The high court ruled eight-to-zero against AT&T and in favor of the Federal Communications Commission. The telecommunications firm was claiming a right to privacy to block its competitors from using the Freedom of Information Act to obtain information it had handed over to the FCC. Peter Linzer, professor of law at the University of Houston Law Center.
“The corporation argued that corporations are frequently described as persons. Chief Justice Roberts really gave them the back of his hand on that argument.”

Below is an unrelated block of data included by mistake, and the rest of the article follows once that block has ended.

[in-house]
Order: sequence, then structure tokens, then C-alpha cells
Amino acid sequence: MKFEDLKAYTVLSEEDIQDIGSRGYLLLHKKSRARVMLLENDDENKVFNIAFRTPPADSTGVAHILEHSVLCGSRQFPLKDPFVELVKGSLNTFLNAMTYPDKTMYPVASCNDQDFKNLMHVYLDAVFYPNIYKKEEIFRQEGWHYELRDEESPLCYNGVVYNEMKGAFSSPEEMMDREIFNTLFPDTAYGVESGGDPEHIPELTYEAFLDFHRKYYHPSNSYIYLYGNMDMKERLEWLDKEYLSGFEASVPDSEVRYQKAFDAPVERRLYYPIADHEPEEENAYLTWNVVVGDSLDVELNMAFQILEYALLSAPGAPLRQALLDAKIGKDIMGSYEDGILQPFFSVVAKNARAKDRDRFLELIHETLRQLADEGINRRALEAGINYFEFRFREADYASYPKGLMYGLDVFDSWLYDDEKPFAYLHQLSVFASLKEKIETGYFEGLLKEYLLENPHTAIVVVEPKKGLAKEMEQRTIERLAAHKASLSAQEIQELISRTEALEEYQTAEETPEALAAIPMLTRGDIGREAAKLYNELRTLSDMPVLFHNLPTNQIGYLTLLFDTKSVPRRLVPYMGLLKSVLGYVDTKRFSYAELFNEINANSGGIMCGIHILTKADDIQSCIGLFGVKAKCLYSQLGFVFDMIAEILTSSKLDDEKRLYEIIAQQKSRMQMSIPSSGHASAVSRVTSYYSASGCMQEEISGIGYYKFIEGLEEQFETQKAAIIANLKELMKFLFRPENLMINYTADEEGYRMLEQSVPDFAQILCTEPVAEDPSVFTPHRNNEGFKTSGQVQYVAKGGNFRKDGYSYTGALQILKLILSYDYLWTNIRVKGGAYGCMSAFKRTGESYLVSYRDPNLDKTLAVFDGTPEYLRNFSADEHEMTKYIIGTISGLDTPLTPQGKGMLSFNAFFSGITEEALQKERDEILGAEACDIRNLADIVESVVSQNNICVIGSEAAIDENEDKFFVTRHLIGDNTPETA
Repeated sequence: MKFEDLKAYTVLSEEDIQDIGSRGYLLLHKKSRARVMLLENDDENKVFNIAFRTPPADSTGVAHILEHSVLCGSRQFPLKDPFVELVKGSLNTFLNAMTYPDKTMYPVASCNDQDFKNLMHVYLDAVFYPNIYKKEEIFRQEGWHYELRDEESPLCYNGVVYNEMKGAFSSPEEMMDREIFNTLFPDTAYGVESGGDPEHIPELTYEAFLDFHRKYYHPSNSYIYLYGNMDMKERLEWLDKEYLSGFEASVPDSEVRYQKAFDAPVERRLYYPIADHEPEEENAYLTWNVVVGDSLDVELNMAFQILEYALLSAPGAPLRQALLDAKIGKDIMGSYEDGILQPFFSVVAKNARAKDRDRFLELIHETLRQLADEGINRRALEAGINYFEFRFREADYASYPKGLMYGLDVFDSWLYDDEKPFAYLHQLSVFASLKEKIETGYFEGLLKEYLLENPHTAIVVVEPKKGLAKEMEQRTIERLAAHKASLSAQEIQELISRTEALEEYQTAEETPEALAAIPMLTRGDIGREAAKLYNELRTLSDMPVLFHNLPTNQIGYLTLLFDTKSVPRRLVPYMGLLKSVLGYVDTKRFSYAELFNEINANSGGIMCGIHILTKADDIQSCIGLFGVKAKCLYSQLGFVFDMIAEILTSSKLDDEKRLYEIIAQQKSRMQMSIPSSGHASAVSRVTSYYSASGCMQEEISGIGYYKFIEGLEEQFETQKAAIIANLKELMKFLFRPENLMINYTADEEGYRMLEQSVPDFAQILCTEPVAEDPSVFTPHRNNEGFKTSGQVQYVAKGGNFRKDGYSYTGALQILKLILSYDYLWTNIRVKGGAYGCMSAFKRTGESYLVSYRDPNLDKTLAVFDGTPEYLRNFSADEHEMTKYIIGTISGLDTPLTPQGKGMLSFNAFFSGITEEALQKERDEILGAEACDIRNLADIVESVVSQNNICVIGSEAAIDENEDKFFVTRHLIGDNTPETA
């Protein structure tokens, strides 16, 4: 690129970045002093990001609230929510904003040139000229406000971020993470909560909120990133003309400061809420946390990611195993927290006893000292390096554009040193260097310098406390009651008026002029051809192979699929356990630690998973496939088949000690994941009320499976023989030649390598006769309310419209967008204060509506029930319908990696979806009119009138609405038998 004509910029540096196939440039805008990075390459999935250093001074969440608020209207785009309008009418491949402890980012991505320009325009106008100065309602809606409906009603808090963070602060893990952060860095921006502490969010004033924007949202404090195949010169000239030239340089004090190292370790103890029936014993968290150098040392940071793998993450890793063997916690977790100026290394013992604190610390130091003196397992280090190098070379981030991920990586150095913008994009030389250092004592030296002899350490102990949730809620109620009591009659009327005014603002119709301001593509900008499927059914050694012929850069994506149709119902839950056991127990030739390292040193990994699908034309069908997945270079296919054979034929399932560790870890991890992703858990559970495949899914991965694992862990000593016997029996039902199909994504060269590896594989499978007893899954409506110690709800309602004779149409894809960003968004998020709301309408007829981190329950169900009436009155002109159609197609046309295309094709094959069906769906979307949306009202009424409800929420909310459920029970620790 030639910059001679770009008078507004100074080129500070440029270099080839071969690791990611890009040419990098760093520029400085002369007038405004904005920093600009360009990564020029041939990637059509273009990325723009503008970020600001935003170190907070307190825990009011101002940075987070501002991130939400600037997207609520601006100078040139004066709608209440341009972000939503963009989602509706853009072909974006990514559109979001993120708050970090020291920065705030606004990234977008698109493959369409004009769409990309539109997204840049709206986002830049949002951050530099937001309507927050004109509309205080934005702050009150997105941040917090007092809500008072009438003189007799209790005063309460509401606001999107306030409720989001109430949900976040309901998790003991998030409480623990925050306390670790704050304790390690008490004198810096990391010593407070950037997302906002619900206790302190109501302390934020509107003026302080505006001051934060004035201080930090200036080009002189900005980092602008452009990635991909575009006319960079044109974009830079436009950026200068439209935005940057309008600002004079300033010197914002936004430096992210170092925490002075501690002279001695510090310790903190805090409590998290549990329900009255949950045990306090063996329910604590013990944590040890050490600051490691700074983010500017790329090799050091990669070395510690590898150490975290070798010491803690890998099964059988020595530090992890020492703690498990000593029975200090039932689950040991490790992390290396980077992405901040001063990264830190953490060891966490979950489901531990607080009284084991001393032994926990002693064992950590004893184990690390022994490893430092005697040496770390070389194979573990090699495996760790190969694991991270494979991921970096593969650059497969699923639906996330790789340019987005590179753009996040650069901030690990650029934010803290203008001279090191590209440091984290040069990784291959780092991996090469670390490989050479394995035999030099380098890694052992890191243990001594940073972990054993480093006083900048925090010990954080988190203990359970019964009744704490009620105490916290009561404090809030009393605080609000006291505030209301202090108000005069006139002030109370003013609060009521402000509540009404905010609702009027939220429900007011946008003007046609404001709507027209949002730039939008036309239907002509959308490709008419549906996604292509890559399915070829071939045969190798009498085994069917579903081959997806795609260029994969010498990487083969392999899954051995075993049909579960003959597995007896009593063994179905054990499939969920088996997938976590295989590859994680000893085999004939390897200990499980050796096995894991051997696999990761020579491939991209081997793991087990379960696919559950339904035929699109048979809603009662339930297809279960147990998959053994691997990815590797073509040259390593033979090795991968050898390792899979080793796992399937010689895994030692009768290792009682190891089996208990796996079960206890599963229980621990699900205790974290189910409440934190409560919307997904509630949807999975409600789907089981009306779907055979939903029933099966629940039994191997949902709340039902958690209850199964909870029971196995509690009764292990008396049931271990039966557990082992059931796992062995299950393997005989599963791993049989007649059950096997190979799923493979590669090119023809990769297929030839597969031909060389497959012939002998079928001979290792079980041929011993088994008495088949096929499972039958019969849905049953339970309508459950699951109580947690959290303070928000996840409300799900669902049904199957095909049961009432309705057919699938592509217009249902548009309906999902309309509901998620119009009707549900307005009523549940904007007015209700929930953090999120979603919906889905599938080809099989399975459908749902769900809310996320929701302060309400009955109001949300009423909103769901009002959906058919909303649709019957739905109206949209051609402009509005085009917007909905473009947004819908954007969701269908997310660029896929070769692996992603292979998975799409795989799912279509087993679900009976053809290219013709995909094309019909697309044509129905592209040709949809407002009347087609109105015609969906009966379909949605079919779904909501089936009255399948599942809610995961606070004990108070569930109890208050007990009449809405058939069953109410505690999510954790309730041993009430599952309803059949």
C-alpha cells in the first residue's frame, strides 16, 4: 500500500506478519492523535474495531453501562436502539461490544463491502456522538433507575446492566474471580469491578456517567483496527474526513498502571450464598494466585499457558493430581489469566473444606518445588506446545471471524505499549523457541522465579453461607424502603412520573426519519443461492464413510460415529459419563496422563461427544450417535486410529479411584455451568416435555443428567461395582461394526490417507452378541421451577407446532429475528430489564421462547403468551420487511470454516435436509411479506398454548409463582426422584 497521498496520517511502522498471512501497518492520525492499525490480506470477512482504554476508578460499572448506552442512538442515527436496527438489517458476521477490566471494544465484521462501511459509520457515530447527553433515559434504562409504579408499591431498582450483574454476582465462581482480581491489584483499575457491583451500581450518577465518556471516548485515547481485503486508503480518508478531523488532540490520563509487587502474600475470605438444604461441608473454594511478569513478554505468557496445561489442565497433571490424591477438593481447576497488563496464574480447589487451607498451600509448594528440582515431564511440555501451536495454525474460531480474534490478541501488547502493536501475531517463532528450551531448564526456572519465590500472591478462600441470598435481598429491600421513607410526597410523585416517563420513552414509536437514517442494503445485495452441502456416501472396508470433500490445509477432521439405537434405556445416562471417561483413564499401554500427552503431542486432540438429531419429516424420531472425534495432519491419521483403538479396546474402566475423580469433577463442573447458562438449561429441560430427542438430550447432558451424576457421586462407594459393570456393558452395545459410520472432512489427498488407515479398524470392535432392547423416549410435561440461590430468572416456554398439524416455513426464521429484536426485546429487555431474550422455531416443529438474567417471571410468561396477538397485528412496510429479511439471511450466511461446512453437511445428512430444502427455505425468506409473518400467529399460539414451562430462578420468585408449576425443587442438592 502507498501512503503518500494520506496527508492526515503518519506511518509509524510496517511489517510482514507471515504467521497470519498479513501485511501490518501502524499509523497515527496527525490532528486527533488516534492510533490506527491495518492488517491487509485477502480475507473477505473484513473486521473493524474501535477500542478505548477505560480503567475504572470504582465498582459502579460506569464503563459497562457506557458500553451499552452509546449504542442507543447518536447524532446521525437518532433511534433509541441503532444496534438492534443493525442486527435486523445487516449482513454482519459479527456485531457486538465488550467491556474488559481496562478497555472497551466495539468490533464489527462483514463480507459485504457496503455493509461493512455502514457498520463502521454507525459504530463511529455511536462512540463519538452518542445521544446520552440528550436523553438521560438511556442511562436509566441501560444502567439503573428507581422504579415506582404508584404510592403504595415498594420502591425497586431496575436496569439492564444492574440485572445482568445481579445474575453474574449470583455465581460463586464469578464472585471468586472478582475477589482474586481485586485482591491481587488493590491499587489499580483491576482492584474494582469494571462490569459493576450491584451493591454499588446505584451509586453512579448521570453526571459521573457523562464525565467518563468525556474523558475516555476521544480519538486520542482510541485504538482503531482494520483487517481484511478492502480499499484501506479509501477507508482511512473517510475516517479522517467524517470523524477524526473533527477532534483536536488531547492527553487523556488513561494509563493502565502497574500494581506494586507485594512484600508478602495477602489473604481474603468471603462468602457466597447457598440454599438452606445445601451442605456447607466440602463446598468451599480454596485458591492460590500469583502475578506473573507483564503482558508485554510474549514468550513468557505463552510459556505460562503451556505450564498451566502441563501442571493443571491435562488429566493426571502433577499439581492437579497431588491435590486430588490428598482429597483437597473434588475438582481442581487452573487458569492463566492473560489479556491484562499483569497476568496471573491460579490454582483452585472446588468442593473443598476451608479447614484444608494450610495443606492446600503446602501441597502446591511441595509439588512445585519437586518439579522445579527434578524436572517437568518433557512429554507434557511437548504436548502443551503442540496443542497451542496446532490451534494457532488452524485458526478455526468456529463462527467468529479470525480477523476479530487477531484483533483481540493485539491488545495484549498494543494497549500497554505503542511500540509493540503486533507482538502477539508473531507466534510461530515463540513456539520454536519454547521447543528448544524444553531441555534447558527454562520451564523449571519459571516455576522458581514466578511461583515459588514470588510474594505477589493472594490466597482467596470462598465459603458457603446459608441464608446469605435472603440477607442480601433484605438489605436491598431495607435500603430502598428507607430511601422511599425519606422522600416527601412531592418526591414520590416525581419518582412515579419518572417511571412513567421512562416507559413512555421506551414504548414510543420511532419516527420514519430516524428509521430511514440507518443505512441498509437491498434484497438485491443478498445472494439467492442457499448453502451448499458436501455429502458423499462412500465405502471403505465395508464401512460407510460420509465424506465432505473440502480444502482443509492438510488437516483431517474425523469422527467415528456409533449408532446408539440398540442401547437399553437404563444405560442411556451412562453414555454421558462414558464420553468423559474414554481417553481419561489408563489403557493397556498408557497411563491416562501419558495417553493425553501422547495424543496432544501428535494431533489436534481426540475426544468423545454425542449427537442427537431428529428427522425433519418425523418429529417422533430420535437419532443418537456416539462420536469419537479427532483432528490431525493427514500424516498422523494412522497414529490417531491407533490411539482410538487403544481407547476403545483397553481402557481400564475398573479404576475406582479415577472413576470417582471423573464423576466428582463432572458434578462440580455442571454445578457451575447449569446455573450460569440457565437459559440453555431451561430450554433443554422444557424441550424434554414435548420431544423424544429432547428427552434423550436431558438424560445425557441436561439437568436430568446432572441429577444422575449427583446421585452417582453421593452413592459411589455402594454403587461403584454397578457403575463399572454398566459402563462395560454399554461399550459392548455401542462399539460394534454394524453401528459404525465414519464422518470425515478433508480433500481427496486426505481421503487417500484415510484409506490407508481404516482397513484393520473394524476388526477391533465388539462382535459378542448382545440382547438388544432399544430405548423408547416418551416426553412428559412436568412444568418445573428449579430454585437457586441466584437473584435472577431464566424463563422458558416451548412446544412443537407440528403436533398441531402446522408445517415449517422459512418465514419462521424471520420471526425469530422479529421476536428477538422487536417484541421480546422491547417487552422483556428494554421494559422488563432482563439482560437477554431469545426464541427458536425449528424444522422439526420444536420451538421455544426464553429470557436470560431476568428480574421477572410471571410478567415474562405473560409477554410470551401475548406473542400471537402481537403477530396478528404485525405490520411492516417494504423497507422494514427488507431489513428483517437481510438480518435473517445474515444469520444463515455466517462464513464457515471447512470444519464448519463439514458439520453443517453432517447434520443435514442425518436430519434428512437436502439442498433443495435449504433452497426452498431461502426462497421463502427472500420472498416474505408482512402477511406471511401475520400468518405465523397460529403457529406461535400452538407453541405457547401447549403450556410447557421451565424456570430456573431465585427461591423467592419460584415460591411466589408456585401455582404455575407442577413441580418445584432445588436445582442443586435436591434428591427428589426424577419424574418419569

Linzer says the ruling is likely to encourage businesses to make greater use of information the federal government collects from their competitors. But the decision isn’t likely to signal a shift in direction by the high court on the broader issue of corporate rights versus federal authority.
“The conservative majority has tended to be quite protective of corporate free speech rights.”
The most famous recent example is that of Citizens United versus the Federal Election Commission. In that case, the court ruled 5-to-4 that campaign finance restrictions violated corporations’ freedom of speech.